There is no better bread to bake for the holiday season than this delicious Greek Christmas Bread - Christopsomo, a slightly sweet, light, buttery bread, infused with cinnamon, orange and cloves, all the warm flavours of Christmas.
It has a lovely melt in your mouth texture, and is a great bread to make to have for Christmas breakfast or as a snack, whatever your religion. Christopsomos in Greek literally means Christ's bread.
Like all Greek religious holidays, there are special foods that are made just for those occasions. Some of the celebratory foods made at Christmas in Greece are favourites such as Kourabiethes and Melomakarona, although of all foods, bread has the most religious significance in the orthodox church.
In fact there are many different breads made in Greece especially for religious holidays, such as Tsoureki for Easter. Christmas bread is made the day before Christmas, and there is a lot of care and attention put into the baking of it, the best quality, fresh ingredients are bought especially to make it. It is then eaten traditionally, on Christmas Day.
The Christmas bread is usually round in shape, the top is decorated from the dough with a byzantine cross flavoured with aniseed, the ends of the cross swirling around golden walnuts. Other variations with decorating the loaf, can be to use the dough to make a family crest or shapes representing the family's profession.
There are many, many variations to this recipe all over Greece. For example, the Christopsomo Sfakiano - is a particular recipe from Sfaka in Crete. They cover this bread with sesame seeds.
Sfakian Christmas Bread Recipe
• 2 pounds of flour
• 1 piece yeast
• 1 1/2 cup of olive oil
• 3 cups of tea sugar
• 1 teaspoon cinnamon
• 1 1/2 teaspoon cloves crushed
• 1 teaspoon crushed mahlepi *
• 1 teaspoon anise
• 1 teaspoon coriander
• 2 vanilla
• 2 pieces of gum (crushed with a little sugar)
• 1 teaspoon baking powder
• 1 cup of orange juice
• 1/2 teaspoon salt
• 4 nuts
• 1 cup of sesame
In a bowl, dissolve the yeast with two tea cups of lukewarm water, add half the flour and a little oil. Work the mixture to absorb the liquid and become a little thin dough. Cover with warm cotton towel and leave in a warm place.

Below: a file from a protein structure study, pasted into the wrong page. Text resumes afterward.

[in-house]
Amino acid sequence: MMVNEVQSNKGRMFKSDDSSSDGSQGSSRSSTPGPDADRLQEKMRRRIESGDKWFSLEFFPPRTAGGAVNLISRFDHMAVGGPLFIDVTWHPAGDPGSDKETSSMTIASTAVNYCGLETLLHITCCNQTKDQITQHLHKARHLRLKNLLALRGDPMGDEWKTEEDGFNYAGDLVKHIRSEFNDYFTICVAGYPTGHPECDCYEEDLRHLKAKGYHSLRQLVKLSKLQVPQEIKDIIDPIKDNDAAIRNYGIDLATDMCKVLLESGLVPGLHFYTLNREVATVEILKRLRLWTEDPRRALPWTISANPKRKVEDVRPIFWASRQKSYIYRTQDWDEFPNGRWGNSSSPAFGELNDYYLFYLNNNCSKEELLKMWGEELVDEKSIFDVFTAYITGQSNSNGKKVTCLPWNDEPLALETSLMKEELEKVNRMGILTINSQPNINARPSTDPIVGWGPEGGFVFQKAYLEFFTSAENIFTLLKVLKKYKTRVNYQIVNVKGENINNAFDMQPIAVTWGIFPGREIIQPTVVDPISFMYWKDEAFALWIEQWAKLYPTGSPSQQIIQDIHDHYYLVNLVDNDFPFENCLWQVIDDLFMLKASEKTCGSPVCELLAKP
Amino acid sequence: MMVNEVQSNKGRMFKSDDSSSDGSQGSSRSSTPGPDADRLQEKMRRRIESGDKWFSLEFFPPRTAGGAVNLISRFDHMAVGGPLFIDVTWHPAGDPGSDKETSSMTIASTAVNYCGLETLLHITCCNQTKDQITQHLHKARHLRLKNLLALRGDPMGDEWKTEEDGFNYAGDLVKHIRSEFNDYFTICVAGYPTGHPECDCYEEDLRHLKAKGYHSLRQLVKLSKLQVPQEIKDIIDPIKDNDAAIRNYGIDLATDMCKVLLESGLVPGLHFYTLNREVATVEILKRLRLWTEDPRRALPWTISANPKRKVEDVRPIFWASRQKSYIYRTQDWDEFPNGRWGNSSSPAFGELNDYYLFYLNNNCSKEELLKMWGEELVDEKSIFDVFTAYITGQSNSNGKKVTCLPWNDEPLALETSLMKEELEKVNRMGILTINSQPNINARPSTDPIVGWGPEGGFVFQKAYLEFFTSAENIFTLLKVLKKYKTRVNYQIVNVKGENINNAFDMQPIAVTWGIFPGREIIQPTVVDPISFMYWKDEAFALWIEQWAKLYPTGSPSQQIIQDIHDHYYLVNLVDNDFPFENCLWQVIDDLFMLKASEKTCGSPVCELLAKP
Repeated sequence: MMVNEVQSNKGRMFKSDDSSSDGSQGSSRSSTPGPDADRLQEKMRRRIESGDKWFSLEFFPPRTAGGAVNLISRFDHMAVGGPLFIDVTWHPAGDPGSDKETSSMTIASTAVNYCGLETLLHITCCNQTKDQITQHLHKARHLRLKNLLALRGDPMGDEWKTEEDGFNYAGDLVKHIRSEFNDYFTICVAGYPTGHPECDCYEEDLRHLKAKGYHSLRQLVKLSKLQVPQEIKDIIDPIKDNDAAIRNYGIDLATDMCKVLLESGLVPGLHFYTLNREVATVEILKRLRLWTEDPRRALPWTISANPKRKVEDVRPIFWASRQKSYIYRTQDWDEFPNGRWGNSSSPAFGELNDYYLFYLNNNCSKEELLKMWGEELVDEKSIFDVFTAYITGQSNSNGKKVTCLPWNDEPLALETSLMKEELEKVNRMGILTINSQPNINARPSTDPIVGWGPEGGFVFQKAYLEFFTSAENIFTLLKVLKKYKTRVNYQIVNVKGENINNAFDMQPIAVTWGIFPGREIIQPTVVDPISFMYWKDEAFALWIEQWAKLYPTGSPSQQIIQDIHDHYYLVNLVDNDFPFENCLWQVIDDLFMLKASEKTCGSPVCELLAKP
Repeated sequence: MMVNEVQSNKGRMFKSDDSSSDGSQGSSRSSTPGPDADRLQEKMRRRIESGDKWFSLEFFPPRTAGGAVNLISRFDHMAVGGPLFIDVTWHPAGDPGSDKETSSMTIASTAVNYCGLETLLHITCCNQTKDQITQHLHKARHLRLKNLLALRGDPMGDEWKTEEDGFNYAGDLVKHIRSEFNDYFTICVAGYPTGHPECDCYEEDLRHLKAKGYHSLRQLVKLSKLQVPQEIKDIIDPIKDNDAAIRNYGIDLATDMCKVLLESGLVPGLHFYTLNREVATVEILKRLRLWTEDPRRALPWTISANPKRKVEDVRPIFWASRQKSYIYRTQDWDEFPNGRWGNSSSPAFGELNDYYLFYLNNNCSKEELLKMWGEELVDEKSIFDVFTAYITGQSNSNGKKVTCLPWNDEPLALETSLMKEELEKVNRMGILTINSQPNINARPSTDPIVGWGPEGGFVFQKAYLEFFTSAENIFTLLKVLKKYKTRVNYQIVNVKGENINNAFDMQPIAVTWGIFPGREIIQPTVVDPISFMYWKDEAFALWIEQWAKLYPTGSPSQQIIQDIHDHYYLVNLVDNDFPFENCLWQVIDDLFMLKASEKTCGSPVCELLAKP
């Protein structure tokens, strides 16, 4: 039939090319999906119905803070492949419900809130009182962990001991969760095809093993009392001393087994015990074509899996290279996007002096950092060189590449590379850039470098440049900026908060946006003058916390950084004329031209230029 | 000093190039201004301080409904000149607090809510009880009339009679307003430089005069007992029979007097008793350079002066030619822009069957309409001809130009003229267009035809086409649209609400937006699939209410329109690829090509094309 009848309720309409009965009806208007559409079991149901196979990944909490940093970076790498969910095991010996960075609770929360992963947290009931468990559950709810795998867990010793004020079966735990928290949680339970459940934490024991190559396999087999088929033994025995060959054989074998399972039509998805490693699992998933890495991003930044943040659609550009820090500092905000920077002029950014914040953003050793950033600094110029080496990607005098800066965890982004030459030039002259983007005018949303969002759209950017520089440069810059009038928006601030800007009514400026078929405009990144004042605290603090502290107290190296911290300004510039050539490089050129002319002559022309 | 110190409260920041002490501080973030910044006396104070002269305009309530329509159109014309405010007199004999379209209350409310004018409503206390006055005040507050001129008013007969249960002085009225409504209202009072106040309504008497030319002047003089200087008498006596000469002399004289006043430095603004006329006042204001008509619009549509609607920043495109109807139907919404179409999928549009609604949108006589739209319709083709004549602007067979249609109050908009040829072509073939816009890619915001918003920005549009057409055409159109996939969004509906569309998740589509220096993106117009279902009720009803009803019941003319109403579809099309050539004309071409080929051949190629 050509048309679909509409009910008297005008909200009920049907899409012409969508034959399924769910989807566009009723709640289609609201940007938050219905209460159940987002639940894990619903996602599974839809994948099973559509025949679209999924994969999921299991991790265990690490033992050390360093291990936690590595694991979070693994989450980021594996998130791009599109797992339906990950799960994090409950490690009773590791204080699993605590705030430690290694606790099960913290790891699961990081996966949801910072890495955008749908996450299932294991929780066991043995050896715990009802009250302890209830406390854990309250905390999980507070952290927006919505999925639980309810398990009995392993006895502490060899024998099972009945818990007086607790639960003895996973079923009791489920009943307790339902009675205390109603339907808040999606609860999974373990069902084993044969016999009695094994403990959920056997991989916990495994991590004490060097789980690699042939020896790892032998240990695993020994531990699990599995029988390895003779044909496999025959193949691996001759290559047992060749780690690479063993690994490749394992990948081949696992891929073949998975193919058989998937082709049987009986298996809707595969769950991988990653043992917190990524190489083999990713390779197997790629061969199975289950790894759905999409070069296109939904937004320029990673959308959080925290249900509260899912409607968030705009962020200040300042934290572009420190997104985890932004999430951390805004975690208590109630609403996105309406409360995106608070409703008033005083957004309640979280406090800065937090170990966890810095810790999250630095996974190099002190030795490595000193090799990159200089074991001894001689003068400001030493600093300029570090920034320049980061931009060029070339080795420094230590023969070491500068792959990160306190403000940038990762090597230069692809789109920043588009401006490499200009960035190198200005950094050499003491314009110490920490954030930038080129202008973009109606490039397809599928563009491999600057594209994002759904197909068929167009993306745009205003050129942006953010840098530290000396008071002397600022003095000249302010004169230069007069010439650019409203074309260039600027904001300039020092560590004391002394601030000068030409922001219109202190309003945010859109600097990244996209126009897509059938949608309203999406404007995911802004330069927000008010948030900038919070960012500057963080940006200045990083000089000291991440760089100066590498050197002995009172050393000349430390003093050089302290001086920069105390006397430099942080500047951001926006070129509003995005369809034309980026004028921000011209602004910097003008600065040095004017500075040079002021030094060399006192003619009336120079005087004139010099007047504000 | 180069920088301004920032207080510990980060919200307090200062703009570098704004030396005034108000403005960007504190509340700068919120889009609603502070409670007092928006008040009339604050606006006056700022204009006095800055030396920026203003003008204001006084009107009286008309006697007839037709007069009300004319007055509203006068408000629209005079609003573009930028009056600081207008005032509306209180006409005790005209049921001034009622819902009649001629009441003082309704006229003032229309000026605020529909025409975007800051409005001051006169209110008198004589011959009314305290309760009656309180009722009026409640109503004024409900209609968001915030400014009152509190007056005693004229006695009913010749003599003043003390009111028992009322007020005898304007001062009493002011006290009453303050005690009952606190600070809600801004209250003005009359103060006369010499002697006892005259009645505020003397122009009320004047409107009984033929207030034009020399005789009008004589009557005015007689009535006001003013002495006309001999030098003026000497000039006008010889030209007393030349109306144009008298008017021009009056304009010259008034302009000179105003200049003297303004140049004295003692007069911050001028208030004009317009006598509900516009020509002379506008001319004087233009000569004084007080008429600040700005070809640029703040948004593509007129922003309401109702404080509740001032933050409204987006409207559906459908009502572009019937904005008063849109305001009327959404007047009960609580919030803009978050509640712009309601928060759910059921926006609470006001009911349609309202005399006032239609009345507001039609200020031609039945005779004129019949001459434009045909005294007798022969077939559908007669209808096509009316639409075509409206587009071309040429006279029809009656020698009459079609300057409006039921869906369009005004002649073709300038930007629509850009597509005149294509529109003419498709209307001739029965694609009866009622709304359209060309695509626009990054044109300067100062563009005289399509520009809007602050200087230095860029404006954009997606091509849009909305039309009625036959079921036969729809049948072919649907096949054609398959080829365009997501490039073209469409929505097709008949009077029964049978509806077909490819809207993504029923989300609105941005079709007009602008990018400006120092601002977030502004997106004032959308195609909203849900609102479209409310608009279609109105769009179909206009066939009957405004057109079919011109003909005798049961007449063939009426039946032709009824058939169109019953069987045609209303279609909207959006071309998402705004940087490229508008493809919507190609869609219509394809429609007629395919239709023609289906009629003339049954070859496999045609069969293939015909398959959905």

Boil half a cup of water with coriander and anise, strain and let cool down. When the dough has doubled in volume add the sugar, salt, spices, the remaining olive oil, the juice from the cooked coriander and anise, orange juice and finally the remaining flour, which you mix with the baking powder.
Knead the mixture with quick and powerful movements (if you put it in the mixer, set it to work on medium speed). If the dough is too thin, add a little flour on top. To work easier, dip your hands every so often in warm water.
When you obtain a smooth and homogeneous dough, cover with two cotton towels and leave in a warm place until it doubles in volume. Divide the dough into quarters for 4 pieces of round Christopsoma. Place in the center on top a nut and sprinkle with plenty of sesame.
Bake the loaves onto two oiled sheets for 45 to 55 minutes at 180° C, until gold brown.
* Mahlepi (Mahleb in Arabic) is an unusual Greek spice with a distinctive, fruity taste. The finely ground mahlepi powder is made from the inner kernels of fruit pits of a native Persian cherry tree. For many Greeks, the sweet smell of mahlepi always suggests the aroma of freshly-baked tsoureki, a traditional sweet bread with mahlepi baked for Greek Easter. Mahlepi is also used in holiday cakes and cookies.
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